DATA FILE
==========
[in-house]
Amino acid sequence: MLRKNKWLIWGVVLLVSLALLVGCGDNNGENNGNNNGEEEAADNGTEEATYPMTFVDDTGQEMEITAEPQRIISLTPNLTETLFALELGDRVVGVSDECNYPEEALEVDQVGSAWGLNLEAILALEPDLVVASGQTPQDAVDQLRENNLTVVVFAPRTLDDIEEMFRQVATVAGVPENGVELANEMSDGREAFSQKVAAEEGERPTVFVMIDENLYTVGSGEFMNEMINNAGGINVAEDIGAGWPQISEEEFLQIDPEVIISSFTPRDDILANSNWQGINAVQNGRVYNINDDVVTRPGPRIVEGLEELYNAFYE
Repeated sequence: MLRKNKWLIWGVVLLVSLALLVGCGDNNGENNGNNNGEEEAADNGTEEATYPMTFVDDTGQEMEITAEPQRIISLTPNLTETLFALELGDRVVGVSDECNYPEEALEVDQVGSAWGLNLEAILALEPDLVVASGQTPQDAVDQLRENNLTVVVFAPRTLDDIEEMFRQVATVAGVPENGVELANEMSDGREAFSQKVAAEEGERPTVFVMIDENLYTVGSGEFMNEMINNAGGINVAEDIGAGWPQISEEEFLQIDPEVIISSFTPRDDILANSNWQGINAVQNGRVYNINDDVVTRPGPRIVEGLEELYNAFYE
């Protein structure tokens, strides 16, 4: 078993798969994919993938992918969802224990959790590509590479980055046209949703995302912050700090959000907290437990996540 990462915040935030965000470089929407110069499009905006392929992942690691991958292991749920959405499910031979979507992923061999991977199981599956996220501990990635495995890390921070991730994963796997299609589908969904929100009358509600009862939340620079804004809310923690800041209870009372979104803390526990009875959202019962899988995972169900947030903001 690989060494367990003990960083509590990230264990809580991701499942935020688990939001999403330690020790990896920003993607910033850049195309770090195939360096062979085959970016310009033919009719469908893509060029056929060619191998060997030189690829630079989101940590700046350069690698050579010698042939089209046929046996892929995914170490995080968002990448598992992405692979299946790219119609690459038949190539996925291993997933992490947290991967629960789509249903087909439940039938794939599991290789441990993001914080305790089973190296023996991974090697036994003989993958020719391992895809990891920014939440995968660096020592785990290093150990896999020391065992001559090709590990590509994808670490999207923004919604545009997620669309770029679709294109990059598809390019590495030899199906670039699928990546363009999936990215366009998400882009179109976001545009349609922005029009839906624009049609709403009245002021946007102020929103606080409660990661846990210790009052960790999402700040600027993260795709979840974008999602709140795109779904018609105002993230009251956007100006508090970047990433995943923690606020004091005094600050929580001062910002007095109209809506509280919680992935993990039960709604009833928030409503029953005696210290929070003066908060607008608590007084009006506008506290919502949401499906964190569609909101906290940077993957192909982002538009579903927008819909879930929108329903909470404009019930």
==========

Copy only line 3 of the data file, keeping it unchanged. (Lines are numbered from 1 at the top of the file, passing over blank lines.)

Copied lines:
Repeated sequence: MLRKNKWLIWGVVLLVSLALLVGCGDNNGENNGNNNGEEEAADNGTEEATYPMTFVDDTGQEMEITAEPQRIISLTPNLTETLFALELGDRVVGVSDECNYPEEALEVDQVGSAWGLNLEAILALEPDLVVASGQTPQDAVDQLRENNLTVVVFAPRTLDDIEEMFRQVATVAGVPENGVELANEMSDGREAFSQKVAAEEGERPTVFVMIDENLYTVGSGEFMNEMINNAGGINVAEDIGAGWPQISEEEFLQIDPEVIISSFTPRDDILANSNWQGINAVQNGRVYNINDDVVTRPGPRIVEGLEELYNAFYE